While my wife and I both enjoy a good glass of wine, neither of us were big beer or liquor drinkers. However, when we were recently planning a big holiday party, we realized that we needed to learn more about beer and liquors, so we could ensure we had alcoholic beverages that all of our guests would enjoy. Thankfully, my wife's brother used to be a bartender, so he taught us which liquors, mixers, and varieties of beer we should have on hand to please everyone at the party. He even showed us how to mix a few popular cocktails, so we could prepare them for guests. Our party was a great success and we are now prepared for future parties. Since we both love sharing our wine knowledge and now enjoy sharing our beer and cocktail tips and tricks, we decided to create a blog to share them on!
Perhaps you want to expand your alcohol selection, or maybe you want to explore new beverages. One beverage to start with is craft beer. Craft beer differs from conventional beer in that it is produced on a much smaller scale at a microbrewery; there also tends to be more attention and focus on creating new and unique beer flavors. Here are just a few of the details that can influence the taste of your craft beer.
1. The Grains and Yeast Used to Brew the Beer
Grains and yeast are two of the most basic yet most important ingredients when brewing beer. The production of beer begins by removing the sugars from the grains. Though you can technically use any type of grain, barley is one of the most common options.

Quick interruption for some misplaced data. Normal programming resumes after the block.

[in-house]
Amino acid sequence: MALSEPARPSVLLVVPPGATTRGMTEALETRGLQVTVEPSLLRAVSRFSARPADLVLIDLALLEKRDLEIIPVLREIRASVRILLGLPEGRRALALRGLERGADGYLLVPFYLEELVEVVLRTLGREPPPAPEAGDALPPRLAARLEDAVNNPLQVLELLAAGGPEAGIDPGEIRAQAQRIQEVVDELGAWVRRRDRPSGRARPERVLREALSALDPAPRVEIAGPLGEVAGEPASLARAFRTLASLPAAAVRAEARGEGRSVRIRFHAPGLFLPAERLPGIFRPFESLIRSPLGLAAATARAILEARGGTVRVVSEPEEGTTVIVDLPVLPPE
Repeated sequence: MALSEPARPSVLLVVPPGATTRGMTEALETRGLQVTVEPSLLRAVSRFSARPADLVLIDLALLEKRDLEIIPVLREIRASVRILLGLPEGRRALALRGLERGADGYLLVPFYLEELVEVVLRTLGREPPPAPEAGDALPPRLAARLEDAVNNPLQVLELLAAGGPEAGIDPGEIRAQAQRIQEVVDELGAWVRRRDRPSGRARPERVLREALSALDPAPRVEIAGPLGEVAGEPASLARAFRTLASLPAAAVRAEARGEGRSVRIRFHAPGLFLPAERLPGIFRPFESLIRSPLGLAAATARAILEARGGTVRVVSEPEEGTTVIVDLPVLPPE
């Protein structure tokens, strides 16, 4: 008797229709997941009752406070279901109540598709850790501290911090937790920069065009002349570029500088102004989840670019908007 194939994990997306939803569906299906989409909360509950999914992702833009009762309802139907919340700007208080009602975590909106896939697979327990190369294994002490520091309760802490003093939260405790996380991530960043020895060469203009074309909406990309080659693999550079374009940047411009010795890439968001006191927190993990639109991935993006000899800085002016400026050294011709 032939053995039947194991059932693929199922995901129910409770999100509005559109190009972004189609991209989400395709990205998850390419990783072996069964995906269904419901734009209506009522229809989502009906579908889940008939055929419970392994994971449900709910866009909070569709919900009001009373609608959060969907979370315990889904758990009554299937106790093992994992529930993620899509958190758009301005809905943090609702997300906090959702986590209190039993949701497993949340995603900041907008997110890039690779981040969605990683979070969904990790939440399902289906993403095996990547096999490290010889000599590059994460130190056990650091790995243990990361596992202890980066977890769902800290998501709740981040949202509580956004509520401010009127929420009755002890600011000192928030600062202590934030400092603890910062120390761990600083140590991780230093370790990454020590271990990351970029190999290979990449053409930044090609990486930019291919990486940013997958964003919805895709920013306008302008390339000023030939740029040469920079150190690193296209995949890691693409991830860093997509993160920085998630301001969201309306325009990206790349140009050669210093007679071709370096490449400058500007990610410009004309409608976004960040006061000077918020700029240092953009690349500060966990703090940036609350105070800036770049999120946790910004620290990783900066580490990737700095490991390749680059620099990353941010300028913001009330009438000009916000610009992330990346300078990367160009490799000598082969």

Once you've removed the sugars from the grains, you'll use the yeast to ferment the sugar and produce the beer. The type of yeast that you use plays a role in the final taste and the type of beer that you ultimately produce.
If you use top-fermenting yeast, it will begin fermentation from the top of the vessel holding the beer. Top-fermenting yeast requires warmer temperatures and is used in the production of ales. Lagers use bottom-fermenting yeast; this type of yeast typically takes longer to ferment and needs colder temperatures. Ales tend to have a more robust, sometimes fruity taste, while lagers are frequently described as tasting smoother and less intense.
2. The Hops Used to Flavor the Beer
A hop is one of the other components that affect the final taste of your craft beer; it also changes the aroma of a beer. Though hops are actually a type of flower, they also function as a type of spice for your beer.
There are a variety of hops, and the specific type of hop used in a beer influences the taste. For example, if you use a hop from a tropical flower, this might lend tropical flavors and aromas to the beer. A hop from a flower found in the forest may add pine undertones to the beer.
3. The Quality of the Water Utilized in the Production of the Beer
A seemingly small detail that can greatly change the taste of a craft beer is the quality of the water used in the brewing process. You'll notice a difference in beer that is brewed using regular tap water and beer that's brewed using water that's had the impurities removed. For the best taste, look for a brewery that uses a reverse-osmosis system to remove impurities and ions from its water.
Contact a brewery like Fruition Brewing for more information.